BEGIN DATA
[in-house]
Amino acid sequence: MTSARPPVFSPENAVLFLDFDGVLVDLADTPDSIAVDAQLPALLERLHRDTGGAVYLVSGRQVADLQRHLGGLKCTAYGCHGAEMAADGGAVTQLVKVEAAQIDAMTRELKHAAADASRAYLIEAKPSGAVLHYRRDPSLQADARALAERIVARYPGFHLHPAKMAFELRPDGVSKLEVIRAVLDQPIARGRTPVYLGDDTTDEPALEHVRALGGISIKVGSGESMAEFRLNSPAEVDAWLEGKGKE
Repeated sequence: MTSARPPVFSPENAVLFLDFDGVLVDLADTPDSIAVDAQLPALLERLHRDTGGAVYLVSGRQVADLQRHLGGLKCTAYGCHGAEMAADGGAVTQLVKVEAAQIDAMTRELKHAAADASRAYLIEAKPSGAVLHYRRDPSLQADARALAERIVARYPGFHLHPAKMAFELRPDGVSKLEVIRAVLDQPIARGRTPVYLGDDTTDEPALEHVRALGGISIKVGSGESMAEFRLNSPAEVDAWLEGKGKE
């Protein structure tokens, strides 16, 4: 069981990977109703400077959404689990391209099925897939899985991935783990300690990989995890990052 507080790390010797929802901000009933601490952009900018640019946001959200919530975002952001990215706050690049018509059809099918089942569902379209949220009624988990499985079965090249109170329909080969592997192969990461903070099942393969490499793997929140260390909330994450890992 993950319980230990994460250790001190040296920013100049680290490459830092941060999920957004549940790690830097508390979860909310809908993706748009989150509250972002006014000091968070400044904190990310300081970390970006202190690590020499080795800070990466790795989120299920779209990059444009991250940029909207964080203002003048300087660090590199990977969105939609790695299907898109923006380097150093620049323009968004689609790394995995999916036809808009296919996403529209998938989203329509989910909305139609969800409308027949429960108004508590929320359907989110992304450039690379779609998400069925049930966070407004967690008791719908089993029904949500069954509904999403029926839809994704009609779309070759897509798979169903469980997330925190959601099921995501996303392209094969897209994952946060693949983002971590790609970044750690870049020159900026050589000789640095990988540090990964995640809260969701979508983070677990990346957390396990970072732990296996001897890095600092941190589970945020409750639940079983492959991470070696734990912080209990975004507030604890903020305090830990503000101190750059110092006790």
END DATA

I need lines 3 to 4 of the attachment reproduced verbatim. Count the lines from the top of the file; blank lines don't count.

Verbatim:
Repeated sequence: MTSARPPVFSPENAVLFLDFDGVLVDLADTPDSIAVDAQLPALLERLHRDTGGAVYLVSGRQVADLQRHLGGLKCTAYGCHGAEMAADGGAVTQLVKVEAAQIDAMTRELKHAAADASRAYLIEAKPSGAVLHYRRDPSLQADARALAERIVARYPGFHLHPAKMAFELRPDGVSKLEVIRAVLDQPIARGRTPVYLGDDTTDEPALEHVRALGGISIKVGSGESMAEFRLNSPAEVDAWLEGKGKE
């Protein structure tokens, strides 16, 4: 069981990977109703400077959404689990391209099925897939899985991935783990300690990989995890990052 507080790390010797929802901000009933601490952009900018640019946001959200919530975002952001990215706050690049018509059809099918089942569902379209949220009624988990499985079965090249109170329909080969592997192969990461903070099942393969490499793997929140260390909330994450890992 993950319980230990994460250790001190040296920013100049680290490459830092941060999920957004549940790690830097508390979860909310809908993706748009989150509250972002006014000091968070400044904190990310300081970390970006202190690590020499080795800070990466790795989120299920779209990059444009991250940029909207964080203002003048300087660090590199990977969105939609790695299907898109923006380097150093620049323009968004689609790394995995999916036809808009296919996403529209998938989203329509989910909305139609969800409308027949429960108004508590929320359907989110992304450039690379779609998400069925049930966070407004967690008791719908089993029904949500069954509904999403029926839809994704009609779309070759897509798979169903469980997330925190959601099921995501996303392209094969897209994952946060693949983002971590790609970044750690870049020159900026050589000789640095990988540090990964995640809260969701979508983070677990990346957390396990970072732990296996001897890095600092941190589970945020409750639940079983492959991470070696734990912080209990975004507030604890903020305090830990503000101190750059110092006790």